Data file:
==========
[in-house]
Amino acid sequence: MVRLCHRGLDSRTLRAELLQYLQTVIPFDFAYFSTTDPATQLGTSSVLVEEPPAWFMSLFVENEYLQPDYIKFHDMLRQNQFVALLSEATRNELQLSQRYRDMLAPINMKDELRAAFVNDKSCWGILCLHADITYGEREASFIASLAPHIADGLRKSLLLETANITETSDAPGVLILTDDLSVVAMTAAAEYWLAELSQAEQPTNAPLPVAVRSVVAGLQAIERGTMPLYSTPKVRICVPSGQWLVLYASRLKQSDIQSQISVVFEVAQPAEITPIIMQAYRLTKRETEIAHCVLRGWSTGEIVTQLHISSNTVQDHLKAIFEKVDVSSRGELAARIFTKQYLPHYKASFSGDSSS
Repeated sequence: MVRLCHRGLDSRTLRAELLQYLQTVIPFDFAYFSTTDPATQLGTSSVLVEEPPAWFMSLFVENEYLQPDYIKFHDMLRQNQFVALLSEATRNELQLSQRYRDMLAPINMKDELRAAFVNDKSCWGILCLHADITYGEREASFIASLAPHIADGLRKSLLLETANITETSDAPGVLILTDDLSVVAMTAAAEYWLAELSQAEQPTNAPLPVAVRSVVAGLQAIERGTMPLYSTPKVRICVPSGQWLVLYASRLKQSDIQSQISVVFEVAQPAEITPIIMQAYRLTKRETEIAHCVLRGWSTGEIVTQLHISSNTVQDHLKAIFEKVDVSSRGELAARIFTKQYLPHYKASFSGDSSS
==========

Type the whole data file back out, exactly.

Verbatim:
[in-house]
Amino acid sequence: MVRLCHRGLDSRTLRAELLQYLQTVIPFDFAYFSTTDPATQLGTSSVLVEEPPAWFMSLFVENEYLQPDYIKFHDMLRQNQFVALLSEATRNELQLSQRYRDMLAPINMKDELRAAFVNDKSCWGILCLHADITYGEREASFIASLAPHIADGLRKSLLLETANITETSDAPGVLILTDDLSVVAMTAAAEYWLAELSQAEQPTNAPLPVAVRSVVAGLQAIERGTMPLYSTPKVRICVPSGQWLVLYASRLKQSDIQSQISVVFEVAQPAEITPIIMQAYRLTKRETEIAHCVLRGWSTGEIVTQLHISSNTVQDHLKAIFEKVDVSSRGELAARIFTKQYLPHYKASFSGDSSS
Repeated sequence: MVRLCHRGLDSRTLRAELLQYLQTVIPFDFAYFSTTDPATQLGTSSVLVEEPPAWFMSLFVENEYLQPDYIKFHDMLRQNQFVALLSEATRNELQLSQRYRDMLAPINMKDELRAAFVNDKSCWGILCLHADITYGEREASFIASLAPHIADGLRKSLLLETANITETSDAPGVLILTDDLSVVAMTAAAEYWLAELSQAEQPTNAPLPVAVRSVVAGLQAIERGTMPLYSTPKVRICVPSGQWLVLYASRLKQSDIQSQISVVFEVAQPAEITPIIMQAYRLTKRETEIAHCVLRGWSTGEIVTQLHISSNTVQDHLKAIFEKVDVSSRGELAARIFTKQYLPHYKASFSGDSSS